The article “Twenty-five years later” by Pranay Gupte (Oct. 31) was moving. Indira Gandhi was an outstanding Prime Minister. The goongi gudia, as she was initially described, became a force to reckon with when she nationalised major banks in one stroke, and stuck to the decision against stiff opposition from some of her own party colleagues. The country’s progress had a second start from this one act — the first after Independence. Her decision to come to the rescue of the Bengalis in East Pakistan, notwithstanding American pressure, was a bold one. She had great respect for traditional values, which was evident from many of her actions.

S. Chidambaresa Iyer,


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Twenty-five years have passed far too quickly since the assassination of Indira Gandhi by her bodyguards, and the subsequent massacre of Sikhs. She was variously described as a steely woman, iron lady, authoritarian ruler, the only man in her Cabinet, butcher of democracy and so on. The judgment of her legacy still defies unanimity.

As the daughter of India’s first Prime Minister and then as Prime Minister in her own right, she dominated the country’s political scene for over 35 years. The country she so loved has forgiven her failings.

G. David Milton,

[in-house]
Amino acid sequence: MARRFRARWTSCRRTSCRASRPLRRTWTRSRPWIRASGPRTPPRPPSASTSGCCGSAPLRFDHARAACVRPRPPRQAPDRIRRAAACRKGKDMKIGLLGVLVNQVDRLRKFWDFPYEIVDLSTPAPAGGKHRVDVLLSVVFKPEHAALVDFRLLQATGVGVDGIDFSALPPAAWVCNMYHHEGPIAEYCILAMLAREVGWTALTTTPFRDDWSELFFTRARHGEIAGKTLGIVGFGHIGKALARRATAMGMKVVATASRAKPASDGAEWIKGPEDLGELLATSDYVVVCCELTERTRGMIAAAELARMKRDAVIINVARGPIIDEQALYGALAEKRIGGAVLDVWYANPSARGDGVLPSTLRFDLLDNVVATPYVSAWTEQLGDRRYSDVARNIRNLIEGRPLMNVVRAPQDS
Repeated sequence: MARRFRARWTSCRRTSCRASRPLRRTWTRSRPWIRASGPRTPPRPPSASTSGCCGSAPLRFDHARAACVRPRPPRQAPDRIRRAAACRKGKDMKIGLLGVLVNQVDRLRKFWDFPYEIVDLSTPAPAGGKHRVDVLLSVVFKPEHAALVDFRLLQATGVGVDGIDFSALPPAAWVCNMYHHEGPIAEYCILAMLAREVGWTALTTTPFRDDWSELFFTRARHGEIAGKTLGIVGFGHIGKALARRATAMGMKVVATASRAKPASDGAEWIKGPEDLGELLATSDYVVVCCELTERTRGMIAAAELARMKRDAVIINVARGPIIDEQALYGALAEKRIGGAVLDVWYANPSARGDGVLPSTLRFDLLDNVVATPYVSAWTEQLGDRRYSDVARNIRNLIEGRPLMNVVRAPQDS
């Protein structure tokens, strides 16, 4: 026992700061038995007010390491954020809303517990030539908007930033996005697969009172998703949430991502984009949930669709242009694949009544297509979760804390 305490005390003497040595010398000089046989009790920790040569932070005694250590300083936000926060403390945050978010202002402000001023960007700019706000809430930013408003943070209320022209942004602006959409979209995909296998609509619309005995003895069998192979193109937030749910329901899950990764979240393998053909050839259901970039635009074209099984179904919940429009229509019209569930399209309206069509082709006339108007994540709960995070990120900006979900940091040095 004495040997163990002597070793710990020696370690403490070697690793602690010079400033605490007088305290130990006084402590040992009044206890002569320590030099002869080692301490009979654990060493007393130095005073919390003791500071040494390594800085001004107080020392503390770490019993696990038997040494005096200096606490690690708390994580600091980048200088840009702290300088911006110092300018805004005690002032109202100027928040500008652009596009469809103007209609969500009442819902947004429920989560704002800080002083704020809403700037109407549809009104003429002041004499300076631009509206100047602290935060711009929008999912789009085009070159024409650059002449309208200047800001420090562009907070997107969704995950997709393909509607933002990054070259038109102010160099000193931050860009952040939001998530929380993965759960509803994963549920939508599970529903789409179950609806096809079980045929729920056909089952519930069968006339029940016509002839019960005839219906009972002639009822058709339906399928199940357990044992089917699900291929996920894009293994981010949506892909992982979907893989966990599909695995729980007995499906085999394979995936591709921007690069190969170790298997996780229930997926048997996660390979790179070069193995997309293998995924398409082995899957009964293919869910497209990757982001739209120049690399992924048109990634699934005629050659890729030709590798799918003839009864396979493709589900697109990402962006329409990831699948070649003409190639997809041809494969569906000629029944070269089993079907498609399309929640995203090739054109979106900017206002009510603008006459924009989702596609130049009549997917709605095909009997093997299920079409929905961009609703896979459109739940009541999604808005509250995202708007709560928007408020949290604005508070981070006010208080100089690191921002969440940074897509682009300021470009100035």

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Indira Gandhi’s reign was significant in many respects. It saw the government nationalising banks and some other vital sectors. The much-touted ‘garibi hatao’ scheme was launched amid great publicity and fanfare but it did nothing except creating vote banks. Corruption became rampant. The generous loan melas created a feeling among many that loans were never to be repaid. Most important, Indira Gandhi never concealed her determination to keep power to herself, and this led to sycophancy and favouritism assuming new dimensions in the power corridors of Delhi and other Congress-ruled States. The legacy continues to date.

K. Muralidharan,


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The political scenario has seen several upheavals and changes since Indira Gandhi’s assassination in 1984. The opposition parties have brought up the issue of dynastic rule in the Congress in every election.

But the leanings towards the “First Family” have only strengthened the Congress and kept away internal bickering. Indira Gandhi was a popular and charismatic world leader who ruled with an iron-fist. She owned the Congress during her time.

Sunil P. Shenoy,